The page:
1 COMMENT

  1. I updated my fedora linux platform from 27 to 29 for security reasons- my question is should i delete the old version of fedora 27 ? Or keep it?

LEAVE A REPLY

Please enter your comment!
Please enter your name here

STAY CONNECTED

23,534FansLike
365FollowersFollow
16SubscribersSubscribe

LATEST ARTICLES

Top 10 Reasons to use Xfce as your Desktop Environment

There are many choices for desktop environments for Linux based operating systems. Mainly, you can install any DE of your choice on most of the Linux based distributions, even if they are not offered as a package officially. In our recent articles, we discussed the best of KDE and Cinnamon. In this article, we wish to present to you the top reasons why you should consider Xfce as your desktop environment.

The 10 Best Linux Network Monitoring Tools

Having total control over your network is essential to prevent programs from overusing your network resources and slowing down the overall performance. This is why you should install a network monitoring tool on your system, giving you a visual overview of everything that's happening on your network. Networking Tools are like swiss-knife for the system administrators for troubleshooting system issues.

How to install CouchPotato on Ubuntu

Downloading movies and copying them over to your home server can get frustrating, especially if you are doing it daily! What if you have an option to download videos automatically, quickly, and above all with excellent quality. CouchPotato allows you to download movies easily once they are available and released automatically.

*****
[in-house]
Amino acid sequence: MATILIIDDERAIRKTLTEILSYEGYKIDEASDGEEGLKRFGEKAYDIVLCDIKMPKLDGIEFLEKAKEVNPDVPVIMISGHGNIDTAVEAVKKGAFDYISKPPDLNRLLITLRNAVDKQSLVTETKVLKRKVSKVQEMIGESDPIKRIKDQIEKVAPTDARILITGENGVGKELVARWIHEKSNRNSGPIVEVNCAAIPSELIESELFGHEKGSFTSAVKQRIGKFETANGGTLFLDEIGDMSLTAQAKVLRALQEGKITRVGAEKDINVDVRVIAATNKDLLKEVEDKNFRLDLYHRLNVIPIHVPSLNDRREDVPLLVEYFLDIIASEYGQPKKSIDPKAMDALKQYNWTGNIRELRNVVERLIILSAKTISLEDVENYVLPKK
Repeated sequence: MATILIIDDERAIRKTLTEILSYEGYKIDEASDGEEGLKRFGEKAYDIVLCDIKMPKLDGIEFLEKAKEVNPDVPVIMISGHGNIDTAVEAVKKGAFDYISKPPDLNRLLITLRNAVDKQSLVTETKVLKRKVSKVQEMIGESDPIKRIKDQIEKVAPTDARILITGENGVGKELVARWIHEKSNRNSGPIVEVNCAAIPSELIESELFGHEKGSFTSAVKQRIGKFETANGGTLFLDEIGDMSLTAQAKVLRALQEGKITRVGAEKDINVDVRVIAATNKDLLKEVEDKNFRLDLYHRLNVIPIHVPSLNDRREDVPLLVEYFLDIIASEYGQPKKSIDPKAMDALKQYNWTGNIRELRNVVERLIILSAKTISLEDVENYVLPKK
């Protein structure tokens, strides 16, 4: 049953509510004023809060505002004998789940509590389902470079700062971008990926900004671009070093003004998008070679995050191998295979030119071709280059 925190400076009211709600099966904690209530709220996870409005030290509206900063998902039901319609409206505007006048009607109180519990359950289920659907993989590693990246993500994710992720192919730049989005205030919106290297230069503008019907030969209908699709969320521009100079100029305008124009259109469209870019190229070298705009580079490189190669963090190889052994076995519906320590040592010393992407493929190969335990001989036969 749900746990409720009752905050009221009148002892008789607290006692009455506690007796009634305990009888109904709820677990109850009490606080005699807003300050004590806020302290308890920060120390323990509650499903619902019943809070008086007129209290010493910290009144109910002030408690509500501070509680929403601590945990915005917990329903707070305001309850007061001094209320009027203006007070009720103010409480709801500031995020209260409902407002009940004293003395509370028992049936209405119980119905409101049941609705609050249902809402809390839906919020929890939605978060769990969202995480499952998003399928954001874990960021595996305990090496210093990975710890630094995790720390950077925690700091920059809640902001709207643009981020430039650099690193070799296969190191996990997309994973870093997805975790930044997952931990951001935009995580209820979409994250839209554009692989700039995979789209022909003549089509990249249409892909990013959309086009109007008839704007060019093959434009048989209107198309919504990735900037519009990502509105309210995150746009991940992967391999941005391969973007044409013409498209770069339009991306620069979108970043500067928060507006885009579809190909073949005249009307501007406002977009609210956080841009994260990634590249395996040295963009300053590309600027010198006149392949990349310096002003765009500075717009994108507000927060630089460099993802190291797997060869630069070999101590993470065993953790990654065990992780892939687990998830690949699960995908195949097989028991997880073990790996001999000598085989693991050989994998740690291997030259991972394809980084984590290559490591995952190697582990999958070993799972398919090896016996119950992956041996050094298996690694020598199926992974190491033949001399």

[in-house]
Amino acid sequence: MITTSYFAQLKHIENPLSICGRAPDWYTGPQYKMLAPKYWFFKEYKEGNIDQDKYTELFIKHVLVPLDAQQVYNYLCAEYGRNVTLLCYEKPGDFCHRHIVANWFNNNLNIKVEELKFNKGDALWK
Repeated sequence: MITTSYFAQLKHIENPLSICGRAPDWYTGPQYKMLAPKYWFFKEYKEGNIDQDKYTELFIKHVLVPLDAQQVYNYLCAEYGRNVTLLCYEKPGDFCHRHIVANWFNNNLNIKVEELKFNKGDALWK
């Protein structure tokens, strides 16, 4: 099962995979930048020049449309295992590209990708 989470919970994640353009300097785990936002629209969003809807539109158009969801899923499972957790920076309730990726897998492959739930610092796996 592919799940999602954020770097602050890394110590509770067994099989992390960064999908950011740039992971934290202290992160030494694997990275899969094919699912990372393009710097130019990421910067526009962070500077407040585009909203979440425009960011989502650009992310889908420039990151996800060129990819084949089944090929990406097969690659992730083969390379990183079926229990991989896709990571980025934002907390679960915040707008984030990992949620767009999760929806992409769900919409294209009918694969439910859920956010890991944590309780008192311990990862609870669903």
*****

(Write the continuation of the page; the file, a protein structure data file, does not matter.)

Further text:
Top 20 Rsync Examples in Linux

The Rsync (remote sync) command is a Linux/Unix utility used to synchronize and copy files and directories either locally or remotely. Most Linux geeks use Rsync to mirror, backup or migrate data across folders, across disks and networks. One notable feature with the Rsync command is that it uses the "delta transfer algorithm."

Setting up NFS Server on Ubuntu Server

We have put together a detailed step-by-step tutorial that will guide you on how to install and set up NFS Server on Ubuntu so you too can start sharing data with other client systems. It is divided into sections, the first part discussing how to set up the host server and the second part showing you how to set up the client-side. For this tutorial, we will be using Ubuntu 20.04 LTS.